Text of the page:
The Basics of Strength-Based Approach
Working from a strength-based perspective is a collaborative approach, whereby the person being supported by services is an active participant in the process of problem-solving issues they are experiencing. This allows the opportunity for the individual’s voice to be heard, and for the individual to be engaged in the decisions that affect their life. This is a chance to empower the client, but to also foster skills of self-advocacy. There is a significant focus on the quality of the relationship between the individual receiving support, and those that are providing the support. The relationship must be one of trust and transparency, in order for there to be real success.
A strength-based approach focuses on the inherent strengths of individuals, what their skills and abilities are, rather than on their deficits or problems. This also means investigating what resources are available, and how they can be used to accomplish what is needed. Although the goal is to promote the positive, this does not mean denying that issues or problems are affecting the client. Instead, it means combating situations based on the abilities and resources that exist, and utilizing these things in the most effective ways possible. The problems and concerns are not the main focus of intervention – the individual is.
Family and community work models often focus on the problems identified with the individual – thus, the individual is the problem that must be fixed. However, strength-based perspective focuses on the problem often existing because of interactions between people, organizations and structures.
Although issues exist, the individual only experiences the issue – the individual is not the issue.
The following are important principles of the strength-based perspective:
1) People are recognized as having potential, unique strengths and abilities, and have the capacity to continue to learn, grow, and change.
2) The focus of intervention is on the strengths and aspirations of the people we work with.
3) The language we use creates our reality – for the care providers, as well as children, youth, and families.
4) Communities and social environments are seen as being full of resources.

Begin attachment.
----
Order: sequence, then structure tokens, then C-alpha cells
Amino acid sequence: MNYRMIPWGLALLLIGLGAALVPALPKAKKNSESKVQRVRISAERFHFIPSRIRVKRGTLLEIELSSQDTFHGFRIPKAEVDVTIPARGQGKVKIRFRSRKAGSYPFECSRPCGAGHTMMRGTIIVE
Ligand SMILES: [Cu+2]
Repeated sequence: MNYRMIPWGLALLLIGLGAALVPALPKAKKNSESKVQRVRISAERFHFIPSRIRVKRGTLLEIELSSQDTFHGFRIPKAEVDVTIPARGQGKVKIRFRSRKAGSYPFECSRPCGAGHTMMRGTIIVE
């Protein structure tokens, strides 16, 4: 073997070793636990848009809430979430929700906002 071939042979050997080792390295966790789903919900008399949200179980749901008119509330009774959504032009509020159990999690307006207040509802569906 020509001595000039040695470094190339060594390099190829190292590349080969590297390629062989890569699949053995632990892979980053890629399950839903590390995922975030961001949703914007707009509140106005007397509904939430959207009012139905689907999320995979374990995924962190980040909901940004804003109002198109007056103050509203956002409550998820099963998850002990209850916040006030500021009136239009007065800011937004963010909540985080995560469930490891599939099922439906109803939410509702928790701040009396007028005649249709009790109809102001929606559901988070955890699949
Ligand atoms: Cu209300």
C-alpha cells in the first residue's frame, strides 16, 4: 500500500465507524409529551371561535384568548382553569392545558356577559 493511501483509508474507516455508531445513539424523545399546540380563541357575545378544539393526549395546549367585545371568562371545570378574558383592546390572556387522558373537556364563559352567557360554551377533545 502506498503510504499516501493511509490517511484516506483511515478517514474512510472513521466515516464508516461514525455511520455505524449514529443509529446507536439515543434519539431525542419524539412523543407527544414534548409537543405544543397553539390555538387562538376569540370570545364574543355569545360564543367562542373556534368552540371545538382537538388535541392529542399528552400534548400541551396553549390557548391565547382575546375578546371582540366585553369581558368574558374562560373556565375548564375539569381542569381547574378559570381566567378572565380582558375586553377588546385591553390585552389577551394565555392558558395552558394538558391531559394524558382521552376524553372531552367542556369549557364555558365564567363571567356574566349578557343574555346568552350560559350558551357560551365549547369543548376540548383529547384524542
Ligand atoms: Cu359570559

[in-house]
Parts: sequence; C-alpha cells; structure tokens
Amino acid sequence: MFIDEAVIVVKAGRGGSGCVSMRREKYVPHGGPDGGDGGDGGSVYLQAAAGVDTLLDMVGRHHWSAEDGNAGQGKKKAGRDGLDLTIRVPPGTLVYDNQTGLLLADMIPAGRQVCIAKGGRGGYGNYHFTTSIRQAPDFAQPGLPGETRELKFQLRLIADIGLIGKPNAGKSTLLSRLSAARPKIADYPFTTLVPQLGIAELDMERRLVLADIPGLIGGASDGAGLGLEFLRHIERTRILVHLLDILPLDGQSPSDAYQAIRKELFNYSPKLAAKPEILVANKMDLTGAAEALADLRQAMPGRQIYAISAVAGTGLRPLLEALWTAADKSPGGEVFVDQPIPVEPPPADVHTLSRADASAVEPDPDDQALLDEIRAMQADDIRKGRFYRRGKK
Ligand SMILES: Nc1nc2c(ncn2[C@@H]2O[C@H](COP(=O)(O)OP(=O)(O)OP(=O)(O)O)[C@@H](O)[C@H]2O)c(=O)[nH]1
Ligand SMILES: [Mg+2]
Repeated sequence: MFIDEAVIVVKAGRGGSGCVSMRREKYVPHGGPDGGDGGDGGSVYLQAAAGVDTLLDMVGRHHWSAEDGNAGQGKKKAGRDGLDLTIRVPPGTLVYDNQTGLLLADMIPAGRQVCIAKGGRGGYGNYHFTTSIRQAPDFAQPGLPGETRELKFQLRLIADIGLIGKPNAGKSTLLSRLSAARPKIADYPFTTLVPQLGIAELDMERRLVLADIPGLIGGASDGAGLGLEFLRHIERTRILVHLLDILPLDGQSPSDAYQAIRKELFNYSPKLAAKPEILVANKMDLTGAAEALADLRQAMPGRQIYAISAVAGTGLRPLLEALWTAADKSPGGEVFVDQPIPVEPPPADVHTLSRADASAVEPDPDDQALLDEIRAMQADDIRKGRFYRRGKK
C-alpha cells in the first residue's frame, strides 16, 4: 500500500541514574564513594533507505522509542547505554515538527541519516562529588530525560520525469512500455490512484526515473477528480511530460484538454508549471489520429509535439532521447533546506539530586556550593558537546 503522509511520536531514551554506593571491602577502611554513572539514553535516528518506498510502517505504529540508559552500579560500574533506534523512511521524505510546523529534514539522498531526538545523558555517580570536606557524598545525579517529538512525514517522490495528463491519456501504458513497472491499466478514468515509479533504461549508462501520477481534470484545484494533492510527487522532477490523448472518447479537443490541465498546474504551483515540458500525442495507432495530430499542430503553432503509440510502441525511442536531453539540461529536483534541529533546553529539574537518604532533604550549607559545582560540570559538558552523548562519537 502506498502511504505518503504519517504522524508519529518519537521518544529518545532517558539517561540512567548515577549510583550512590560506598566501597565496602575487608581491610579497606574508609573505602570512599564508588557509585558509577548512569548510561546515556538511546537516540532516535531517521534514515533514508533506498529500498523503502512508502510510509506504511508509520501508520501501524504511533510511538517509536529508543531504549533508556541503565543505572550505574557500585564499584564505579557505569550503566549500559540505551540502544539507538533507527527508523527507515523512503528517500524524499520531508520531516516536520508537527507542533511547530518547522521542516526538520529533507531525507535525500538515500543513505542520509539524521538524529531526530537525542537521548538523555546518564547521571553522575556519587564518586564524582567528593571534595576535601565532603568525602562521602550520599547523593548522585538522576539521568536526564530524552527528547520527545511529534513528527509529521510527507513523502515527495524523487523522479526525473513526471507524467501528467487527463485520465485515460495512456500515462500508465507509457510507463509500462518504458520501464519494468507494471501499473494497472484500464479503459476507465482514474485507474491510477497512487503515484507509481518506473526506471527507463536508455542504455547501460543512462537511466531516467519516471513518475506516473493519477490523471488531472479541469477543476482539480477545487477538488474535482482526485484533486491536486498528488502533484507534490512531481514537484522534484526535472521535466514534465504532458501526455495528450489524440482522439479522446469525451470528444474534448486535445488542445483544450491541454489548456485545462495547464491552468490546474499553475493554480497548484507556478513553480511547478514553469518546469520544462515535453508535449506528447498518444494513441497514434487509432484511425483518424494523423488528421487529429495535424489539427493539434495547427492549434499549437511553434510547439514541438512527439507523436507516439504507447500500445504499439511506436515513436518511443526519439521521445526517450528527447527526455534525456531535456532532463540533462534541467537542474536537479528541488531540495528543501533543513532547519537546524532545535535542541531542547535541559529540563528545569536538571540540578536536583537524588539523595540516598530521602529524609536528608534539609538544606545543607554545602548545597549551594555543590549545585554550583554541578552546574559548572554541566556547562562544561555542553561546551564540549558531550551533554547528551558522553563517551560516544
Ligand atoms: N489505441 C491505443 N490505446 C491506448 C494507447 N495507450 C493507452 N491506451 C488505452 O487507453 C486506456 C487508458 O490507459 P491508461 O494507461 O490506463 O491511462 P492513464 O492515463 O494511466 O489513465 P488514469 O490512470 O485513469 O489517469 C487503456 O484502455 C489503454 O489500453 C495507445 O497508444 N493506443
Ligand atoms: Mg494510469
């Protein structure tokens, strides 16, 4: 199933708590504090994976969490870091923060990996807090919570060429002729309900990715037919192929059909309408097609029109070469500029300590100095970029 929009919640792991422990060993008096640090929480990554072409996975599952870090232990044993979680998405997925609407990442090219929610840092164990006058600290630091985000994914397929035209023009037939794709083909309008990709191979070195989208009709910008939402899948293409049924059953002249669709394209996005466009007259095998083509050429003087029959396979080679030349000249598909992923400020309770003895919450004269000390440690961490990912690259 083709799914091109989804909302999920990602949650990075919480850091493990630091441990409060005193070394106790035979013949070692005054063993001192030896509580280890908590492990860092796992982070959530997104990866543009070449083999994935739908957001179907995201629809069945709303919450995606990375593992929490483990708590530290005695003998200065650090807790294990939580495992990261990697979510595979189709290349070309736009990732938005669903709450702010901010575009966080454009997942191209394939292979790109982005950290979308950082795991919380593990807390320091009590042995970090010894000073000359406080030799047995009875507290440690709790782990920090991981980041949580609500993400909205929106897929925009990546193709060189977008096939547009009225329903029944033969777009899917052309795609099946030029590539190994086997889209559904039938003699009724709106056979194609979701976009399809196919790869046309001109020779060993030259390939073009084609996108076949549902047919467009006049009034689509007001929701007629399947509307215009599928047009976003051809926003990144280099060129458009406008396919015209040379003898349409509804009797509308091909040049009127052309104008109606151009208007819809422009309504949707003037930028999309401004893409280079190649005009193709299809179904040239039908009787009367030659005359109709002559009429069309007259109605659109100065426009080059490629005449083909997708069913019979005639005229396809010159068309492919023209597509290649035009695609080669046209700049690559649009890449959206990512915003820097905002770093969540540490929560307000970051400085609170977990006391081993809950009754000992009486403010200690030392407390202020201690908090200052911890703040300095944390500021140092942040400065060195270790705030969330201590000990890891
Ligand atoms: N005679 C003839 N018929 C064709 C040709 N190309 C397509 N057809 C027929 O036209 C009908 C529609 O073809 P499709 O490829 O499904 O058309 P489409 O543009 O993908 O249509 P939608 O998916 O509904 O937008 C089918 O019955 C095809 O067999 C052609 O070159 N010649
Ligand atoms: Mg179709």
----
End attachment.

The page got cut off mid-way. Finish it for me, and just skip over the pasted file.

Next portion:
5) Service providers collaborate with the people they work with, and the client’s perspective of reality is primary.
6) Interventions are based on self-determination.
7) Change is inevitable.
8) There is a commitment to empowerment.
Problems are seen as the result of interactions between individuals, organizations or structures, rather than deficits within individuals, organizations or structures.
We would like to continue to remind our staff and foster parents of the importance of ongoing training which can be used to assist you when dealing with the youth in our care. Hanrahan Youth Services is always willing to consider funding the many different sessions/webinars offered throughout the GTA and online that would be considered useful in working with our clients. We actually encourage all of you to make it a priority and take advantage of this opportunity to expand your professional development.
Should you be interested in doing so, please contact your resource worker or program coordinator with the details of the specific session you are looking to attend.
We have just recently registered a number of our staff and foster parents for workshops on:
· Motivating Change – Strategies for Approaching Resistance
· Fetal Alcohol Spectrum Disorder – Strategies for Supporting
· Sexual Assault and Abuse Training
· Addictions and Mental Illness – Working with Co-Occurring Disorders
Many of our staff and foster parents have attended different workshops offered through the Crisis & Trauma Resource Institute (CTRI) in the past. They provide a wide range of training opportunities and included in their upcoming events are:
· Working in Social Services – The Essential Skills
· Violence Threat Assessment – Planning and Response
· Self-Injury Behaviour in Youth – Issues & Strategies
· Crisis Response Planning
· De-escalating Potentially Violent Situations
· Anxiety – Practical Intervention Strategies
· Challenging Behaviours in Youth – Strategies for Intervention
For a complete list and descriptions of their upcoming workshops, you can visit:
* Be sure to select the Toronto or Mississauga local listings.
Please note that approved training is not limited to CTRI, these are just some examples of ones that we regularly take advantage of. We are always open to anything new that comes up. If you come across something different that you think would be worth exploring for our staff and foster parents, please send the information to the management team.
Our mandatory annual trainings, including UMAB and First Aid & CPR, will continue as per the usual schedules throughout the year. For upcoming sessions, please contact the head office.
Foster Parent Time-Off and Scheduling Relief
We understand how hard it can be to work around the clock. We also know how important it is to take time off whether it be for running errands, taking a break, visiting family and friends, or just taking care of business...we get it!
Hanrahan has a growing list of relief staff to utilize for the time you need, however, there is a process that needs to be followed in order to do so. It is essential that you communicate your request with your resource worker by submitting a TIME OFF REQUEST FORM. He or she will get this time approved, and then provide you with the relief staff list or book the relief for you. It is imperative that you keep them well informed of the time you take off, as well as ensure that your relief staff are documenting their hours and signing signature sheets when necessary.
Please note that any changes in dates or time need to first be approved by your resource worker.
Brain Teasers answers:
1. A Stamp!
2. A Palm